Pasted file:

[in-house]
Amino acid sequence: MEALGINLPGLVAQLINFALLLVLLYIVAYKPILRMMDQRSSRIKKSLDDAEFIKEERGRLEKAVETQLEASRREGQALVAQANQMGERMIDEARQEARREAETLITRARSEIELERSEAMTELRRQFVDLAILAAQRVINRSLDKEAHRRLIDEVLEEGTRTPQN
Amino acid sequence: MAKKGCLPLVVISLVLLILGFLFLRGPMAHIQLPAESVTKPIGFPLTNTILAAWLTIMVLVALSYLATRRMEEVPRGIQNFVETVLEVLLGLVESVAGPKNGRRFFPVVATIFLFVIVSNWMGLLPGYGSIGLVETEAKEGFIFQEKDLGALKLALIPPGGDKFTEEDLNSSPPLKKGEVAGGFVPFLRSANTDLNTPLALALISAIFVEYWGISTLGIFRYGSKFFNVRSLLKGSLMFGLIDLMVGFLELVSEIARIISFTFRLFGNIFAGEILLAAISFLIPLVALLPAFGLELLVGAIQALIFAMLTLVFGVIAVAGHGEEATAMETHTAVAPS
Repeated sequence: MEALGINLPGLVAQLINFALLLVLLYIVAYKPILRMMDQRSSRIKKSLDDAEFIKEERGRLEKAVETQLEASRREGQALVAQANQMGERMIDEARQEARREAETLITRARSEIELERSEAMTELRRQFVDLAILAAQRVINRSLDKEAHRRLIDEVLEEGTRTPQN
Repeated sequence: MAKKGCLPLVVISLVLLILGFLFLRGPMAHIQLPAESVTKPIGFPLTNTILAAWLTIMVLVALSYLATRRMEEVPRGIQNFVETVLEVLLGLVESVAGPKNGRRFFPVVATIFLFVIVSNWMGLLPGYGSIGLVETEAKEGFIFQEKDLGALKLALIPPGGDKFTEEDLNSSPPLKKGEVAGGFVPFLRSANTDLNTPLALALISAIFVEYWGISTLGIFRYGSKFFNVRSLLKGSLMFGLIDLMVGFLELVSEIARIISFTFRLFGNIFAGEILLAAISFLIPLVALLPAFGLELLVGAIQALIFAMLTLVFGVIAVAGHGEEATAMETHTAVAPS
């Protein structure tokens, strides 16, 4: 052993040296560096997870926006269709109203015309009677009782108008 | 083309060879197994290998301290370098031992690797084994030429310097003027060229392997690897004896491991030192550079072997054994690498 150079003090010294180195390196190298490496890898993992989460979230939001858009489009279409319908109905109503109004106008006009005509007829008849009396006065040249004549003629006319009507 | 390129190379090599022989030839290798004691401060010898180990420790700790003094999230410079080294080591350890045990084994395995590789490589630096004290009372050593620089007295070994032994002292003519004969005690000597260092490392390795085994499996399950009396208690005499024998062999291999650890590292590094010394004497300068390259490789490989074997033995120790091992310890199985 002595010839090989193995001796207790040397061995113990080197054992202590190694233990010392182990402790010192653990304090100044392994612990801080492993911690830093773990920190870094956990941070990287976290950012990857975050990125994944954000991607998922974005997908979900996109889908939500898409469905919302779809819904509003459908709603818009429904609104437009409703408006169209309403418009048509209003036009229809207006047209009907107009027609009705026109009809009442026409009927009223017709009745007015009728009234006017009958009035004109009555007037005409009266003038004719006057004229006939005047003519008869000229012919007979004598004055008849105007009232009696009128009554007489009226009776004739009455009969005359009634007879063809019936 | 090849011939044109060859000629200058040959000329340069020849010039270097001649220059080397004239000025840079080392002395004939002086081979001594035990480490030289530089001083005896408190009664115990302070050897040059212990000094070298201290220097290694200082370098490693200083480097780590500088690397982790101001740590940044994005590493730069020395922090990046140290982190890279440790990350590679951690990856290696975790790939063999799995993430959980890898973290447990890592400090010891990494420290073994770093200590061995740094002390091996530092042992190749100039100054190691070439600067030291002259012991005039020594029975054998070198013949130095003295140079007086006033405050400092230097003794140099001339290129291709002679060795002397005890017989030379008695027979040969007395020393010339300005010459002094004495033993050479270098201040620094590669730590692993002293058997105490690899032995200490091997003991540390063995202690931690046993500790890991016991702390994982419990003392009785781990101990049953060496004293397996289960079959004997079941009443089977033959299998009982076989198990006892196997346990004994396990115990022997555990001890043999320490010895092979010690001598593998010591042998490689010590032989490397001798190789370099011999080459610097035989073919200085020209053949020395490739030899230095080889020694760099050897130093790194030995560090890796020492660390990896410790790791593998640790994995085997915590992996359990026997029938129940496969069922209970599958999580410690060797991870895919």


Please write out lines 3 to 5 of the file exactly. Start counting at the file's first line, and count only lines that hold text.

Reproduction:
Amino acid sequence: MAKKGCLPLVVISLVLLILGFLFLRGPMAHIQLPAESVTKPIGFPLTNTILAAWLTIMVLVALSYLATRRMEEVPRGIQNFVETVLEVLLGLVESVAGPKNGRRFFPVVATIFLFVIVSNWMGLLPGYGSIGLVETEAKEGFIFQEKDLGALKLALIPPGGDKFTEEDLNSSPPLKKGEVAGGFVPFLRSANTDLNTPLALALISAIFVEYWGISTLGIFRYGSKFFNVRSLLKGSLMFGLIDLMVGFLELVSEIARIISFTFRLFGNIFAGEILLAAISFLIPLVALLPAFGLELLVGAIQALIFAMLTLVFGVIAVAGHGEEATAMETHTAVAPS
Repeated sequence: MEALGINLPGLVAQLINFALLLVLLYIVAYKPILRMMDQRSSRIKKSLDDAEFIKEERGRLEKAVETQLEASRREGQALVAQANQMGERMIDEARQEARREAETLITRARSEIELERSEAMTELRRQFVDLAILAAQRVINRSLDKEAHRRLIDEVLEEGTRTPQN
Repeated sequence: MAKKGCLPLVVISLVLLILGFLFLRGPMAHIQLPAESVTKPIGFPLTNTILAAWLTIMVLVALSYLATRRMEEVPRGIQNFVETVLEVLLGLVESVAGPKNGRRFFPVVATIFLFVIVSNWMGLLPGYGSIGLVETEAKEGFIFQEKDLGALKLALIPPGGDKFTEEDLNSSPPLKKGEVAGGFVPFLRSANTDLNTPLALALISAIFVEYWGISTLGIFRYGSKFFNVRSLLKGSLMFGLIDLMVGFLELVSEIARIISFTFRLFGNIFAGEILLAAISFLIPLVALLPAFGLELLVGAIQALIFAMLTLVFGVIAVAGHGEEATAMETHTAVAPS